At this time of year, we’re approaching some of the biggest family-time holidays on the calendar. A Thanksgiving gathering can include so much more than food and football. Holiday get-togethers can be opportunities for your children to learn family history, and for adults to share their stories.
As a parent, journalist and genealogy buff, I’d like to share some ideas for how you can help your children become family storytellers.
When my son and daughter were younger, their grandparents visited at Halloween each year, to help carve pumpkins, hold their hands as they trick-or-treated in the neighborhood, and share a Snickers bar or two. When son Patrick was in middle school, he was given a Veterans Day writing assignment. He decided to interview his grandfather John Tuohey, a World War II veteran, during the Halloween visit. He then wrote a report for his class based on the interview.
Granddad John and Patrick set aside a time and sat at the kitchen table. Pen and notebook in hand, my son wrote out the answers. Even without a school assignment, you can encourage your young ones to find a good time, a quiet place and interview tools of choice to conduct a meaningful interview with a family member.
The right age
What’s a good age for a child to do a family interview? Informal social media research I did with friends and colleagues indicates that children are most ready to do a family history interview when they are middle-school aged or older.
My friend Karen, a teacher, wrote, “I encouraged my students to use a recording, video, and take pictures. Middle and high school are great ages to do this. Definitely have a prepared list of questions so you don’t forget anything.”
After your child has asked her family member if he or she would agree to be interviewed, it’s a good idea to plan what she would like to ask. StoryCorps, a nonprofit oral history project and National Public Radio program, has a great list of potential questions for family members on its website: storycorps.org/participate/great-questions/. Some examples for interviewing grandparents are: What was your childhood like? How did you and Grandma/Grandpa meet? What was my mom/dad like growing up?
The focus of the interview may also be on a specific time in the person’s life, as in the case of my father-in-law’s service in the U.S. Navy. “I asked my granddad a few questions about how being a veteran felt like and what it means to him,” Patrick wrote in his report. “First off I asked him how he feels about what he did. In response he said, ‘I’m glad I did what I did because it was the right thing at the time.’”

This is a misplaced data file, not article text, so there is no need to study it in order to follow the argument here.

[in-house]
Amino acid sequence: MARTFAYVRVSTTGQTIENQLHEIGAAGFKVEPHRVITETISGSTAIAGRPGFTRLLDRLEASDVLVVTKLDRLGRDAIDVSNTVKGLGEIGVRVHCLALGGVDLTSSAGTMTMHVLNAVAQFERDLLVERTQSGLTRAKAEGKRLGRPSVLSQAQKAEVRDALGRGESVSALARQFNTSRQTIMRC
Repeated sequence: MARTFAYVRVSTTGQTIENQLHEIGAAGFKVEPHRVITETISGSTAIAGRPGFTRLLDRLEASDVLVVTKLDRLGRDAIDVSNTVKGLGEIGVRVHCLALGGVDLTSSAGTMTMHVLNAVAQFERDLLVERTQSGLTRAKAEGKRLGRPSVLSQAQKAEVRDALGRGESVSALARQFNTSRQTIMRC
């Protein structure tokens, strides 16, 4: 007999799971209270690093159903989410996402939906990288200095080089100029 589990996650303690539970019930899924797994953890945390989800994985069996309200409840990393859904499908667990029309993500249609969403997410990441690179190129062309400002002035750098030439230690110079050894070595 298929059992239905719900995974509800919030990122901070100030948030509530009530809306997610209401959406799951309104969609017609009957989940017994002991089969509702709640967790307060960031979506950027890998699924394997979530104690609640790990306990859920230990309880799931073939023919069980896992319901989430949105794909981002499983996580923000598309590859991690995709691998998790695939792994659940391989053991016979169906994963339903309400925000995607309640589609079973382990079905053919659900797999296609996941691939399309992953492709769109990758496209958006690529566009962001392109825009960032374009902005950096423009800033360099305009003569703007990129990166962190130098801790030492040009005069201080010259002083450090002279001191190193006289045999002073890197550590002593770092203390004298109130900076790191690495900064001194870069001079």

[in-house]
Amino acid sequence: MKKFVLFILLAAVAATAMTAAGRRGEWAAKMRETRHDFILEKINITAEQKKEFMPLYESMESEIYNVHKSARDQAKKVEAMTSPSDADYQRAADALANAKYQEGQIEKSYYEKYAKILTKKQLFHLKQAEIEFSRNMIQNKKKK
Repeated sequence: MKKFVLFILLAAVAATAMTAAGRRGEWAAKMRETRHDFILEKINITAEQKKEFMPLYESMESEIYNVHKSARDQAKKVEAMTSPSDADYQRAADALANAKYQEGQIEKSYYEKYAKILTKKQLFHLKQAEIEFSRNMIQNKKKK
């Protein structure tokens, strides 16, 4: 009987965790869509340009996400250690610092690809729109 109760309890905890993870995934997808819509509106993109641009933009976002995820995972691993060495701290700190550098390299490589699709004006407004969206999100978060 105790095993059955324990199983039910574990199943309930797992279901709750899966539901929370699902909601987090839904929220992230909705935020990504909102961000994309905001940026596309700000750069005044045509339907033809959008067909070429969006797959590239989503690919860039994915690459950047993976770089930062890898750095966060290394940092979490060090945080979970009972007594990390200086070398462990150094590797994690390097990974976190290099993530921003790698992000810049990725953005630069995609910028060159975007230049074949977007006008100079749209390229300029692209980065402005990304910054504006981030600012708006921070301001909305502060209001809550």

Susan, one of my former journalism students, said that an interview she did with her grandfather foreshadowed her career choice to be a reporter. “I did this in fourth or fifth grade. My grandpa told me stories about how he collected coal that had fallen off of trains so his family could heat their house during the Depression. Turns out, he had never shared that experience with my mom or my grandma. It was an incredible learning experience and my very first interview!”
Choosing a recording method
Your child may choose a higher-tech approach than pen and paper. For example, there are a few options for recording audio and video on smartphones.
For recording an interview with only audio, the iPhone has a free voice recorder and audio editor app, which allows you to record MP3 files and even transcribe your audio recordings into text using speech recognition. Google offers a free audio recorder app for Android phones that is simple to use and supports the use of two different microphones, if your child would like to use an attached mike instead of the phone’s built-in mike.
You can also find stand-alone digital audio recorders at various outlets including Amazon.com. A good basic recorder runs $20 to $30.
Both smartphone types also come with free video apps. Be sure to check the phone’s storage space, as well as the video file size limit. Some Android phones, for example, have a four-gigabyte file size limit, which comes out to about a half-hour’s worth of video. Your phone’s documentation can help you figure out whether to store the file on the phone’s internal storage or an external storage mode.
If using a smartphone to record video, it’s also a good idea to anchor the phone so that the resulting video isn’t shaky. You can find smartphone tripods for less than $2.50 on equipment sites like GearBest.
If you have access to a video camera for the interview, there are a few basics for your child to consider when videotaping an interview, including position (is the subject seated or standing?), lighting and headroom. You can find how-to videos on the subject by searching “interview framing” on YouTube.
“My youngest son was given this assignment in the sixth grade,” my friend Henry wrote. “Both of my parents had passed so we went to my dad’s brother. At 85, he had some remarkable answers. I videotaped the 15-minute session. I’m not sure which one was the happiest: son, uncle or dad! Years later, I found the tapes, transferred them to CD and sent it to my uncle’s children.”
If your daughter or son uses any type of recording device, he or she should make sure the phone is charged, or that the digital audio recorder has batteries or that there is an outlet available for the device.
Saving the interview
Once the words are down on paper or captured in digital form, making a copy (or copies) will ensure that there is a backup version if something happens to the original. You may want to put a written interview in a scrapbook. You can save digital copies on external flash or hard drives or burn them to CD or DVD using a computer.
Making copies is also a great way to share history with other family members. Your family interview may well become part of the group entertainment at a future holiday gathering.